Cocaine Use on Rise, U.S. Survey Finds : Drugs: Related emergency room visits also jumped, especially among those 35 and older.

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Amid stepped-up efforts in the Bush Administration’s war on drugs, the number of Americans using cocaine rose to 1.9 million this year from 1.6 million in 1990, the National Household Survey on Drug Abuse reported Wednesday.

In another blow to progress against illicit narcotics, drug-related hospital emergency room visits jumped 12% from the last quarter of 1990 to the second quarter of this year--the latest period for which statistics were available--federal authorities said.

At the same time, the survey showed that overall drug use, led by a sharp drop in the number of adolescent users, fell to 6.2 million from 6.4 million last year. Conducted from March to June, the survey found the number of adolescent users dropped to 1.4 million in 1991 from 1.6 million last year.


Bob Martinez, director of the federal anti-drug effort, said that overall drug use “did not decline as much as we had hoped it would.”

In an unexpected development, drug use by those 35 and older--as measured by the survey and emergency room episodes--increased, especially use of cocaine and marijuana.

“This dramatically points out one of the sad lessons of the drug war: once you start to use drugs, it’s very hard to get off and stay off,” Martinez said in comments to be delivered today when the survey results are to be officially announced.

Martinez said that the older drug users “would seem to be a group of individuals gradually moving through the population--the so-called cohort effect. They may also very well be former drug users who are relapsing.”

Bill Smith, Martinez’ chief of staff, said that he is “not worried” that the “bad news” portion of the household survey and the Drug Abuse Warning Network’s emergency room data will hurt President Bush’s reelection chances.

Citing the decreases in numbers of users ages 12 to 17 and the priority that Bush has given anti-drug programs, Smith said: “I think he’s bulletproof on it.” He said that no other domestic effort has been given greater priority and that anti-drug spending has risen 82% since Bush took office.


But Rep. Charles B. Rangel (D-N.Y.), chairman of the House Select Committee on Narcotics, said the figures “indicate that we are not turning the corner on the drug problem, as the Administration has been saying for the last year.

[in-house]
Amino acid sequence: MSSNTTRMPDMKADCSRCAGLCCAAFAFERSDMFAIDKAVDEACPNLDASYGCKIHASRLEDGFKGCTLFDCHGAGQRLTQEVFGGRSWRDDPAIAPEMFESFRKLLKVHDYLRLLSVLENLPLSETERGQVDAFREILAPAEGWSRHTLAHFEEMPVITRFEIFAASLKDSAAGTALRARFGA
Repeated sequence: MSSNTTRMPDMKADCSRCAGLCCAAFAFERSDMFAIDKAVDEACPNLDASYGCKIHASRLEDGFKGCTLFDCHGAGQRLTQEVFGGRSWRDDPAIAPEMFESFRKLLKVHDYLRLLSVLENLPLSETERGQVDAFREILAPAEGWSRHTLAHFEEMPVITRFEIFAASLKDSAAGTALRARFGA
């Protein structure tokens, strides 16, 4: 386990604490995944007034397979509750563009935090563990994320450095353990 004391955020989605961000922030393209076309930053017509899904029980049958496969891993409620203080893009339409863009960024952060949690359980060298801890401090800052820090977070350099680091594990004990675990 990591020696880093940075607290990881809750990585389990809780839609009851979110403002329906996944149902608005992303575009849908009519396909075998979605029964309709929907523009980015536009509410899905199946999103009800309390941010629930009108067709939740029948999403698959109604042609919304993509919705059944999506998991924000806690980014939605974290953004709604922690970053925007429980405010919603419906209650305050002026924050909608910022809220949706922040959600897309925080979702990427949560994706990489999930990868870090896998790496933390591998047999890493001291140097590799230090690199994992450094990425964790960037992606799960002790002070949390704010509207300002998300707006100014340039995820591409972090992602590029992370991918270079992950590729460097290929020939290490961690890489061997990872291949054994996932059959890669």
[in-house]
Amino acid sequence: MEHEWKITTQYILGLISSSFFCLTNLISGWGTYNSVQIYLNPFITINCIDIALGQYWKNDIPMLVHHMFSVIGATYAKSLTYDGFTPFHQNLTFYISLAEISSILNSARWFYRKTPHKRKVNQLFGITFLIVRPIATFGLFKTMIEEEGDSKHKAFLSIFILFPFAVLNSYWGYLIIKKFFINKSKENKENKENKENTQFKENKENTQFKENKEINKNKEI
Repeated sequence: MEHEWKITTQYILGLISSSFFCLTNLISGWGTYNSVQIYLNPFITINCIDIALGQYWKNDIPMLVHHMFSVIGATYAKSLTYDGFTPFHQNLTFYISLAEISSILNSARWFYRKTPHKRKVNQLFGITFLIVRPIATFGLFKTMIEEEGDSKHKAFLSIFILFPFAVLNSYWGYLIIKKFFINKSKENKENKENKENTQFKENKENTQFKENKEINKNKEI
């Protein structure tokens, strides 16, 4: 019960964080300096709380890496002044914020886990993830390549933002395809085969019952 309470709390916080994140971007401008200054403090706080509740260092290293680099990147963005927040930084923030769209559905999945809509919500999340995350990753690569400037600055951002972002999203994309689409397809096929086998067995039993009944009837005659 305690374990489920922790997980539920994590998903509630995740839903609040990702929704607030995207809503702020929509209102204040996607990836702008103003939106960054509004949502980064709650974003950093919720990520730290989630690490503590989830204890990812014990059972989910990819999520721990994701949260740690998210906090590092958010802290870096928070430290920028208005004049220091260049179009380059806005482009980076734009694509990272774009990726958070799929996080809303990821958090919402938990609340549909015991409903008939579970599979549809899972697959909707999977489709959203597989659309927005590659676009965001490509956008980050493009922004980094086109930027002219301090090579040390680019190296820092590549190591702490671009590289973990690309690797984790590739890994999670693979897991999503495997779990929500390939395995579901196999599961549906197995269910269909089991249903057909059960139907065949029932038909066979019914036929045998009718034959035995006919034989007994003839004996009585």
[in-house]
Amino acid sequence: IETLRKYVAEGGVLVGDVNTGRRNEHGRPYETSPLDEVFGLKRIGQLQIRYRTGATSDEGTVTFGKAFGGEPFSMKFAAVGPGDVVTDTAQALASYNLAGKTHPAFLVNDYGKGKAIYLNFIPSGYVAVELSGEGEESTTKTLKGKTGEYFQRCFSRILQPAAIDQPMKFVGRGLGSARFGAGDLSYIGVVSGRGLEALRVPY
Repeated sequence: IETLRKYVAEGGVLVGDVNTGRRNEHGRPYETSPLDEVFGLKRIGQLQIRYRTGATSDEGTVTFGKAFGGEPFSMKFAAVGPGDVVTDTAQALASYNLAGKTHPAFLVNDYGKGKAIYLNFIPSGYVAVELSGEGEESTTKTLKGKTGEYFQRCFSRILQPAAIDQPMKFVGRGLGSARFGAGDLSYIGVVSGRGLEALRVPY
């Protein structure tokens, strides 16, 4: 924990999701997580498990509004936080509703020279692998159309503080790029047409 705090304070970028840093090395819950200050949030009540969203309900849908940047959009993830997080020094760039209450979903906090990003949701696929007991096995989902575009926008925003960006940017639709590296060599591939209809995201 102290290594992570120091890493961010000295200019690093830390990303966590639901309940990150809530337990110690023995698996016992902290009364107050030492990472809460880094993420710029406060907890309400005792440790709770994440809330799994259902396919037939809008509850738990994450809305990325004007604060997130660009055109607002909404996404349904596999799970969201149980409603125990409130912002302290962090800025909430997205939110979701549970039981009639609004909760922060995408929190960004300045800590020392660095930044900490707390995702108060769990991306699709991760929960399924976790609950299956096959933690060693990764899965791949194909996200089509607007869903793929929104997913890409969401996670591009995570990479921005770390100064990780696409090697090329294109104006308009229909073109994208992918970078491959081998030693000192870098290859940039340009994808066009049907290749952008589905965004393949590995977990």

“We have a serious drug problem, and whether it’s old users or new users, we don’t have policies in place that adequately address the problem, particularly among those hard-core drug abusers that Gov. Martinez admits are hardest to attack,” Rangel said.

The data “strongly suggest” that progress against frequent or hard-core drug use is growing more difficult with inner-city and minority individuals, Martinez said in a statement issued by his office.

As for any link to the nation’s economic weakness, the household survey showed a drop in the number of employed people who used drugs in the previous month from 8.4 million in 1990 to 7.5 million this year, while the number of out-of-work drug users jumped from 2.9 million to 3.8 million.

Both Martinez, in his prepared comments, and Smith, in an interview, said that those figures indicate that employed drug users had lost their jobs rather than that those out of work had turned to drugs.

“When businesses are interested in maximizing productivity and competitiveness, they keep productive people around,” Martinez said. “They let unproductive people go.”


Smith acknowledged that there is no statistical support for the conclusion but said it is “a plausible theory.”

Martinez said that he does not believe the increase in drug-related emergency room episodes “indicates a resurgence of illicit drug use so much as the consequences of long-term heavy drug use. Users who began their involvement with drugs several years ago--at the peak of cocaine use--are now getting into trouble.”

Martinez said that the “good news” of the survey is the decrease in the use of any illicit drug by adolescents, which has dropped 25% since 1988.